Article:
At this point in her career, it can safely be assumed that Chastity Brown is a little bigger than the 90-cover capacity of the Aster Café. With the recent release of her fourth album, Back-Roads Highways—the first release after being signed to the renowned Nashville-based C&D Music Network—Chastity is arguably beyond small café gigs.
The stage at the Aster has barely enough room to contain the band, consisting of DeVon Gray on keys, Robert Mulrennan on guitar, Michael X. on drums, and Jef Sundquist on bass. Every table and bar seat was full with reservations, with hardly any standing room for the group of followers that showed up regardless. But in a lot of ways, the intimacy and smallness of the Aster suits Brown and her style perfectly.
I’ve seen Chastity Brown enough times that I should be able to predict her set—or at least know what to expect. That would be fine if it were any other artist, but no. The thing I’ve learned with Chastity is that the only thing I can expect is that it will be intense.
Chastity is from the South. She’s a Tennessee gal, and you can hear it in her slow speech, in the long drawn-out vowels and sandpaper edge to her tone. Listening to Chastity talk is like taking a walk down a dirt path to fetch fresh blue water out of a hidden county stream surrounded by oaks covered in Spanish moss. Listening to her sing is like dying under those trees and rising the next day. If that sounds a little too dramatic, it’s nothing compared to the old soul that Chastity casually opens up to audiences.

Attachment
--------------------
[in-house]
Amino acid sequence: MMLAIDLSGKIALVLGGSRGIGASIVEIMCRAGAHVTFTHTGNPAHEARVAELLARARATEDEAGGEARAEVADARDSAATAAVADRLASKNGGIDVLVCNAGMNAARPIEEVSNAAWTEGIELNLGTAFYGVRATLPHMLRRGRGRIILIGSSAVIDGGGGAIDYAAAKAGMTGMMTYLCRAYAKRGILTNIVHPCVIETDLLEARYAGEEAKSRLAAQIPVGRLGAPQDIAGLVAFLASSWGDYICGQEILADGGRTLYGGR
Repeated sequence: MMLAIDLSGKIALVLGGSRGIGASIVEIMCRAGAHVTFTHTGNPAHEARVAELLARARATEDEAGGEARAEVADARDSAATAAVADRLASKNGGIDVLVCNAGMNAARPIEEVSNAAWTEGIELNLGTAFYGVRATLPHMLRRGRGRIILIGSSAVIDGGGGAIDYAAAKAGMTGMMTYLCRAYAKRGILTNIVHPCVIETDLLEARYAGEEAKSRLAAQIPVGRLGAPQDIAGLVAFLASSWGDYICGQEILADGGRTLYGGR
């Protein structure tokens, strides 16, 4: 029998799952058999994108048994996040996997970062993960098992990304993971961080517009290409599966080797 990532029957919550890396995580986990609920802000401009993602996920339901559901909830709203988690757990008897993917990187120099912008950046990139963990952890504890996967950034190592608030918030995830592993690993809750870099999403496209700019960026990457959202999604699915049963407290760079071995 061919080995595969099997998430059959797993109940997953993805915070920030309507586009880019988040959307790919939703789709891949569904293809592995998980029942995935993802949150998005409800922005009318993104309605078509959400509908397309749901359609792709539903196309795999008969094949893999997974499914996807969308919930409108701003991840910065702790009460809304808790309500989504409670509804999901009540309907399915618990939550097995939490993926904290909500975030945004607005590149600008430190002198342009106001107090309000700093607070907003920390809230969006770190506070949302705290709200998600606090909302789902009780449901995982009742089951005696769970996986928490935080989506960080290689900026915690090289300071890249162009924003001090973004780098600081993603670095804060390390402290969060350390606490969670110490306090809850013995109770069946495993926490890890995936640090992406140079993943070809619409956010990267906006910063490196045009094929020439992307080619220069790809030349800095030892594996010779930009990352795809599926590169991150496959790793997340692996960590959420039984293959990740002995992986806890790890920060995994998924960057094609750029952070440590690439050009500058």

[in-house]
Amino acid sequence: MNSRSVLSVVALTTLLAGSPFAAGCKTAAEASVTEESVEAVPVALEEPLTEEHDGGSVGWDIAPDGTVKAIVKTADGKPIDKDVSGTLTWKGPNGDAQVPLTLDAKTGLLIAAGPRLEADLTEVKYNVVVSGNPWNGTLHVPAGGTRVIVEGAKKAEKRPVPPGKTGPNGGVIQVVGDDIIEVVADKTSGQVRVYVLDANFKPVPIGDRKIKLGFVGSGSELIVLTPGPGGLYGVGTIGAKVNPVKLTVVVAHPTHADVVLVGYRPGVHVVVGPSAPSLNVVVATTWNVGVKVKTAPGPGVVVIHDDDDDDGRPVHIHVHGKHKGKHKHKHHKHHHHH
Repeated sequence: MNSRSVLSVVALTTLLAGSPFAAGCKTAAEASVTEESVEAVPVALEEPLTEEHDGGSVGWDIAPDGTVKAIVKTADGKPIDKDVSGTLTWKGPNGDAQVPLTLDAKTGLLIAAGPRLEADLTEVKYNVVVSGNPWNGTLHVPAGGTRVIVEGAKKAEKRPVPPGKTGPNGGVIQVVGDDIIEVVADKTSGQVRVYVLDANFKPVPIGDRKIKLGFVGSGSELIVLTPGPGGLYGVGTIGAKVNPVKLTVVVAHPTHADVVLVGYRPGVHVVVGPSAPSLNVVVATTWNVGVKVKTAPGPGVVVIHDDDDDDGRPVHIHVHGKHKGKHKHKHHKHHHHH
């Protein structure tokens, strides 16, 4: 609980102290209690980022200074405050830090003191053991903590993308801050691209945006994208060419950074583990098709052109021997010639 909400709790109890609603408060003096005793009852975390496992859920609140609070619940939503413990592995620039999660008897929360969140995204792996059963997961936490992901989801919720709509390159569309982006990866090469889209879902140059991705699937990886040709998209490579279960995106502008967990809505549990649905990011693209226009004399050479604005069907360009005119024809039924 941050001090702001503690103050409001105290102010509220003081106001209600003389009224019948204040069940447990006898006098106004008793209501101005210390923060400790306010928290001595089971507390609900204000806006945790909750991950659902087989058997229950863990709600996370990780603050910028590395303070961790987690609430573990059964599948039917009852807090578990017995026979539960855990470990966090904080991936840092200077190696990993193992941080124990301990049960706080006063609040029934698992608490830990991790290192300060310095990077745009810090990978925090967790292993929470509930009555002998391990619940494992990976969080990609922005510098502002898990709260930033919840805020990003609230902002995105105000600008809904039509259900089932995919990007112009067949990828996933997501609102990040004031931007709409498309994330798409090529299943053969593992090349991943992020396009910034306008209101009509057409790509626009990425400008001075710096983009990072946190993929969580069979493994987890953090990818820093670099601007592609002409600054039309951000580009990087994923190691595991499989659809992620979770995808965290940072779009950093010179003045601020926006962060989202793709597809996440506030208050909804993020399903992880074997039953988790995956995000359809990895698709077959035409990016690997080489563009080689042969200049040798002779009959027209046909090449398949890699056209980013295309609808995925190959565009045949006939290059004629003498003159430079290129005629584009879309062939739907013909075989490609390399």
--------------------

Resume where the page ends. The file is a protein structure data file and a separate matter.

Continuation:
So there I am, sitting at the bar, sipping something delicious, fully intending to take notes on Chastity’s songs and set list and progression—and then, by the first song, I’ve forgotten to. Chastity has that kind of power. She slides in between songs, calling them out to her band as she goes, and her voice is as singular as a birdsong in a desert. She covers Gillian Welch’s “Look At Miss Ohio” and glides seamlessly into tracks from her recent Back-Roads Highways. In some ways, this most recent album—and subsequent performances—seem like a return to the roots for Chastity. The blues come naturally for her, they infiltrate her set without her even knowing it, because just as I stopped taking notes, Chastity stopped monitoring herself. She lets herself go in a performance, allows herself to feel every word she’s singing—and that’s what is possibly the most beautiful and striking part of her show. Looking around at the audience, pin-drop silent, lost in the unified tapping foots and bobbing heads and in-seat jiving, it’s obvious that Chastity Brown has the power to evoke some incredible, buried emotion in people—something distinctly American, something truly painful and glorious at the same time. She doesn’t apologize for it. She just expresses her thanks.
To find out when Chastity is performing next, click here.